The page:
Do friends always have to enjoy the same activities?
Hannah, white with long brown braids and dressed in a deep pink jumper, cheers with her sparkly pompoms. She loves to smile, and she keeps a unicorn in her bike basket. When Sunny Everbright moves in nearby, Hannah imagines a cheerful white blonde dressed in bright colors. To the contrary, Sunny has pale skin and messy black hair, jeans, and black sneakers. She answers “no” to Hannah’s excited questions: “Do you like riding bikes?…Finding butterflies?…Drawing unicorns?” When Hannah tries to “teach Sunny Everbright how to be happy” by saying “For drawing hearts, magenta is your go-to color,” Sunny draws a black spider. When Hannah shows her how to make daisy chains, Sunny finds a spider and a web. When Hannah coos, “If you need a smile, the strawberry is your go-to fruit,” Sunny plops in the mud. Suddenly, it begins to rain, and Sunny begins to enjoy herself. A very confused Hannah finds solace on her jeans-wearing mom’s lap as her mother wisely explains: “We all find happiness in different ways, Hannah.” The next morning, an invitation arrives to “play in the rain,” complete with a lizard twirling a pompom. Comical illustrations are colorful and movement-filled, combining sketching with digital programs; Sunny is likely to be read as either white or Asian. The text can be a little precious but succeeds in validating both girls’ preferences.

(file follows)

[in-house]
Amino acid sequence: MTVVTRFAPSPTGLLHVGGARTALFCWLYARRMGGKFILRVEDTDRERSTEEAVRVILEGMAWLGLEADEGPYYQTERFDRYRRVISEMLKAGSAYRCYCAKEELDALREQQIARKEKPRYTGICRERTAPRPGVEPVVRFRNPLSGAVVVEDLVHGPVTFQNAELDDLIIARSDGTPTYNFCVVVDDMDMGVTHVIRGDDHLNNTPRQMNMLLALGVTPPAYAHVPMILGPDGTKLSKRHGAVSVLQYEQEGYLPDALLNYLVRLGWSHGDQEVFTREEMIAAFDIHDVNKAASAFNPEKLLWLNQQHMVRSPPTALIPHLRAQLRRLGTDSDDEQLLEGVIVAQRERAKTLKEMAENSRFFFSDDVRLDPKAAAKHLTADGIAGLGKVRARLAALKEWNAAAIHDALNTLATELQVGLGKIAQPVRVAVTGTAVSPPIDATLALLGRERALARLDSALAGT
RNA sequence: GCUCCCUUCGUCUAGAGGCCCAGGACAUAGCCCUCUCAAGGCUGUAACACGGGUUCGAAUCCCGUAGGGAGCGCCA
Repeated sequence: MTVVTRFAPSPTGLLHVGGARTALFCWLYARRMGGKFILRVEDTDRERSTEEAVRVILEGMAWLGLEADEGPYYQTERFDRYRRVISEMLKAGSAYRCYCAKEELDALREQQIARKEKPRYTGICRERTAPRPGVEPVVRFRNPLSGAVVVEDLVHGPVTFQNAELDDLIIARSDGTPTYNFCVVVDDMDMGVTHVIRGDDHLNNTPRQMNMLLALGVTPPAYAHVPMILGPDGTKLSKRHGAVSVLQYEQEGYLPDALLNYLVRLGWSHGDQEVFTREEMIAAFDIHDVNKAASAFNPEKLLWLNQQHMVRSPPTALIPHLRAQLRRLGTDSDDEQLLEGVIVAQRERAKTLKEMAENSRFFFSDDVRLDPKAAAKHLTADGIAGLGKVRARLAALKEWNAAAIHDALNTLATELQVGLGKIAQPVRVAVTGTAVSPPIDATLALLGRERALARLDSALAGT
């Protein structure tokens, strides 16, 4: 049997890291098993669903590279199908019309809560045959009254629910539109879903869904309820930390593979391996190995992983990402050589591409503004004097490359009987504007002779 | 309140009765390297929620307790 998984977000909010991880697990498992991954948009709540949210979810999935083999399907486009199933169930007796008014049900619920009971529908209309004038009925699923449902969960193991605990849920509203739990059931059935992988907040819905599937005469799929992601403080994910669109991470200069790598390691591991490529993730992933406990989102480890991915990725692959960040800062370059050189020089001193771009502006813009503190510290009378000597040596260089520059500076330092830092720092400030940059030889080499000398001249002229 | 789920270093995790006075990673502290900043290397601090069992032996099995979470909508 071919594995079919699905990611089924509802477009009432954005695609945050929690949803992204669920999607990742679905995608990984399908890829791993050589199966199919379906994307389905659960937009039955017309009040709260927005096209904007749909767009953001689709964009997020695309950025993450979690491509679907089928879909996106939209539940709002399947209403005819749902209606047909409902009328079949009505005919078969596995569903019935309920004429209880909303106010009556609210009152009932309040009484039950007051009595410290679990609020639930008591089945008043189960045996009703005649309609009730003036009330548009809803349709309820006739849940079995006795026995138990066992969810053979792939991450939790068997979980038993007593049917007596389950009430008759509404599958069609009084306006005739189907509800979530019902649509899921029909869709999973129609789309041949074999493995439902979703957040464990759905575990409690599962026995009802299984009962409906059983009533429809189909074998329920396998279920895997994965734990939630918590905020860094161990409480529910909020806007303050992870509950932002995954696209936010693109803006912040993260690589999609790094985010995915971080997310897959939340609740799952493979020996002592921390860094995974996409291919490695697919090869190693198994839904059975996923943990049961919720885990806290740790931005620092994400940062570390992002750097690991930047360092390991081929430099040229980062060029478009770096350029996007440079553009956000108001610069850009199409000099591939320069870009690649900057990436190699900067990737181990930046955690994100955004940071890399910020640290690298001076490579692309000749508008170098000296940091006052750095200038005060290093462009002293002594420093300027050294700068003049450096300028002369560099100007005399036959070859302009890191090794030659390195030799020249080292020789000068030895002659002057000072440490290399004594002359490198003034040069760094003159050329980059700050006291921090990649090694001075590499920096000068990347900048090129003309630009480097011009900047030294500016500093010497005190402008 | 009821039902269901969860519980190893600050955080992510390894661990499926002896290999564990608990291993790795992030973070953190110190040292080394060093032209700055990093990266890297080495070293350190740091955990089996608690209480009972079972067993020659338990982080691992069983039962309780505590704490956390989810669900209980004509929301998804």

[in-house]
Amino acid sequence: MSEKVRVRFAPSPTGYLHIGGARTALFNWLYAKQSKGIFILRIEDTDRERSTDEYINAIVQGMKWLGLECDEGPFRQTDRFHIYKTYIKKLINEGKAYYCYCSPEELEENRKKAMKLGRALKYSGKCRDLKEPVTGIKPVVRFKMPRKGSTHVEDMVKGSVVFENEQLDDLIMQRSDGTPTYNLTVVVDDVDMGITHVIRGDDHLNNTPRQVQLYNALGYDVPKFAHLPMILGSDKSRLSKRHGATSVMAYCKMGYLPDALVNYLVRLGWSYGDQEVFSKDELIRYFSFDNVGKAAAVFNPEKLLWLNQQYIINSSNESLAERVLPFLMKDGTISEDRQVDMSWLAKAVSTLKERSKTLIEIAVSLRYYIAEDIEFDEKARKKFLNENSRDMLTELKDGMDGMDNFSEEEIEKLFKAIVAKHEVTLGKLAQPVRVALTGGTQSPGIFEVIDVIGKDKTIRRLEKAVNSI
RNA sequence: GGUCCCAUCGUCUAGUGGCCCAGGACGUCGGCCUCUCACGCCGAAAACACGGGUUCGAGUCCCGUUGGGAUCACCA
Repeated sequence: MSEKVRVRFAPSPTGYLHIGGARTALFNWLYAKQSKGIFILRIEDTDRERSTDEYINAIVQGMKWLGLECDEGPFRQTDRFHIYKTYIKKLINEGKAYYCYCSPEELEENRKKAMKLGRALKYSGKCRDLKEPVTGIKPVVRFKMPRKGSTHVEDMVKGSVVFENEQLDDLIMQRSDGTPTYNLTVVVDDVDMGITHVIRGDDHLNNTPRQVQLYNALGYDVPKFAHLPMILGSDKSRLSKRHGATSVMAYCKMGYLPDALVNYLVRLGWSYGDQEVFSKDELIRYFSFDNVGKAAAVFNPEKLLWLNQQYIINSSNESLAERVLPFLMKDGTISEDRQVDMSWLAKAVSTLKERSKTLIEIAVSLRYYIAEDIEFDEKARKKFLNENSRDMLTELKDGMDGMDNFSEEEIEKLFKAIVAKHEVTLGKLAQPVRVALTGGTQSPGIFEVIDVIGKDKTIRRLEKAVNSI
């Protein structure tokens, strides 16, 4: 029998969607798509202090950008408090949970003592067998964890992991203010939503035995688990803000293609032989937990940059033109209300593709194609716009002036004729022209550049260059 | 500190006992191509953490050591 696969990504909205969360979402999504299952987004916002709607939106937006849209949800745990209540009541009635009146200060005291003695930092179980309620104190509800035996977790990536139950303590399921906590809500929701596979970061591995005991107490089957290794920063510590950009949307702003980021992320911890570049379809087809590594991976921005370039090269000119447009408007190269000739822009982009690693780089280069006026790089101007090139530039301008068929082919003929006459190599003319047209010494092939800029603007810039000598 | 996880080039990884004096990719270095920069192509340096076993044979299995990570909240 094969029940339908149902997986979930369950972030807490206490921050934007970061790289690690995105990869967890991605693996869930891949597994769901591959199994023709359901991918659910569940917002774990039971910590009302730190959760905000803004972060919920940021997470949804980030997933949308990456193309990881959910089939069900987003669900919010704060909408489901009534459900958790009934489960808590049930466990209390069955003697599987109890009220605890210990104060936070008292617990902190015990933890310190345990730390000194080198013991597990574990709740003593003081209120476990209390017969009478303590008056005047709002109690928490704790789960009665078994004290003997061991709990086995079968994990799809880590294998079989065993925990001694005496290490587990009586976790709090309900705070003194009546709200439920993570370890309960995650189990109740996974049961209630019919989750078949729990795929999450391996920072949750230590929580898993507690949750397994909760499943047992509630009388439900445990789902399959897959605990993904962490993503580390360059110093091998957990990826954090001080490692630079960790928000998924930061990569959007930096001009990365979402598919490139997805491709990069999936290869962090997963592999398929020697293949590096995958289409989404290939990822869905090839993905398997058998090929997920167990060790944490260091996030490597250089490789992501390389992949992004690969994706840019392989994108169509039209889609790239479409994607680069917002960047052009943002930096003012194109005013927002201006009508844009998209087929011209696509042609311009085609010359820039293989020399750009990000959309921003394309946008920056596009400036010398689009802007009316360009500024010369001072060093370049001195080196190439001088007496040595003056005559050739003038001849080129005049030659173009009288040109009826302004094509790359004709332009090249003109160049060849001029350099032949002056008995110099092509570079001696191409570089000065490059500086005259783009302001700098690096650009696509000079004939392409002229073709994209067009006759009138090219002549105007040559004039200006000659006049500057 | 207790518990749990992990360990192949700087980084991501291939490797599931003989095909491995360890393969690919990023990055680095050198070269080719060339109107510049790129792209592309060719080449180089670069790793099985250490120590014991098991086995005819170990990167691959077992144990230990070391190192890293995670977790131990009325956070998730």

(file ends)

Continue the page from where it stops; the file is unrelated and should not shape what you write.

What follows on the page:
A serviceable title on friendship. (Picture book. 5-7)